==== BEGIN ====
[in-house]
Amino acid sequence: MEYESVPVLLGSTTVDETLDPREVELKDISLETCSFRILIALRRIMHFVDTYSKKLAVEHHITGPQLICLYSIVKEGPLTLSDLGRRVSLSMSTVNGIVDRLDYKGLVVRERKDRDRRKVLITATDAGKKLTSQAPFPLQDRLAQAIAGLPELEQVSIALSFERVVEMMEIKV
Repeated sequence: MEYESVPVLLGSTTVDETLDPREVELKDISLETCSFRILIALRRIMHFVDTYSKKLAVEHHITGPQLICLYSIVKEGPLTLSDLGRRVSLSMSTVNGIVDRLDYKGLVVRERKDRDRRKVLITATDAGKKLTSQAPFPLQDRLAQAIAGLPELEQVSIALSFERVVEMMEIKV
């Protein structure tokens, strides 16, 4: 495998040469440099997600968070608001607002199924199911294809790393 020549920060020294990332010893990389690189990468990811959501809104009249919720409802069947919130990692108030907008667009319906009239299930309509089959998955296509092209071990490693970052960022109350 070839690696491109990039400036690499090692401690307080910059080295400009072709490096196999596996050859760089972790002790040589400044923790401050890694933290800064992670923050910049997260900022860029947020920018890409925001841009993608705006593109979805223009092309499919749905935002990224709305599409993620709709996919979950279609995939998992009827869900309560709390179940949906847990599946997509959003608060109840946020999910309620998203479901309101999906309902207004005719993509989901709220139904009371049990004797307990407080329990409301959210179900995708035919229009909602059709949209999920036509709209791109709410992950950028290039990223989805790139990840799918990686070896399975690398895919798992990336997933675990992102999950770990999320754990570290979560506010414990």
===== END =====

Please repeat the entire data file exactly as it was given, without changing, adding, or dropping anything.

[in-house]
Amino acid sequence: MEYESVPVLLGSTTVDETLDPREVELKDISLETCSFRILIALRRIMHFVDTYSKKLAVEHHITGPQLICLYSIVKEGPLTLSDLGRRVSLSMSTVNGIVDRLDYKGLVVRERKDRDRRKVLITATDAGKKLTSQAPFPLQDRLAQAIAGLPELEQVSIALSFERVVEMMEIKV
Repeated sequence: MEYESVPVLLGSTTVDETLDPREVELKDISLETCSFRILIALRRIMHFVDTYSKKLAVEHHITGPQLICLYSIVKEGPLTLSDLGRRVSLSMSTVNGIVDRLDYKGLVVRERKDRDRRKVLITATDAGKKLTSQAPFPLQDRLAQAIAGLPELEQVSIALSFERVVEMMEIKV
């Protein structure tokens, strides 16, 4: 495998040469440099997600968070608001607002199924199911294809790393 020549920060020294990332010893990389690189990468990811959501809104009249919720409802069947919130990692108030907008667009319906009239299930309509089959998955296509092209071990490693970052960022109350 070839690696491109990039400036690499090692401690307080910059080295400009072709490096196999596996050859760089972790002790040589400044923790401050890694933290800064992670923050910049997260900022860029947020920018890409925001841009993608705006593109979805223009092309499919749905935002990224709305599409993620709709996919979950279609995939998992009827869900309560709390179940949906847990599946997509959003608060109840946020999910309620998203479901309101999906309902207004005719993509989901709220139904009371049990004797307990407080329990409301959210179900995708035919229009909602059709949209999920036509709209791109709410992950950028290039990223989805790139990840799918990686070896399975690398895919798992990336997933675990992102999950770990999320754990570290979560506010414990």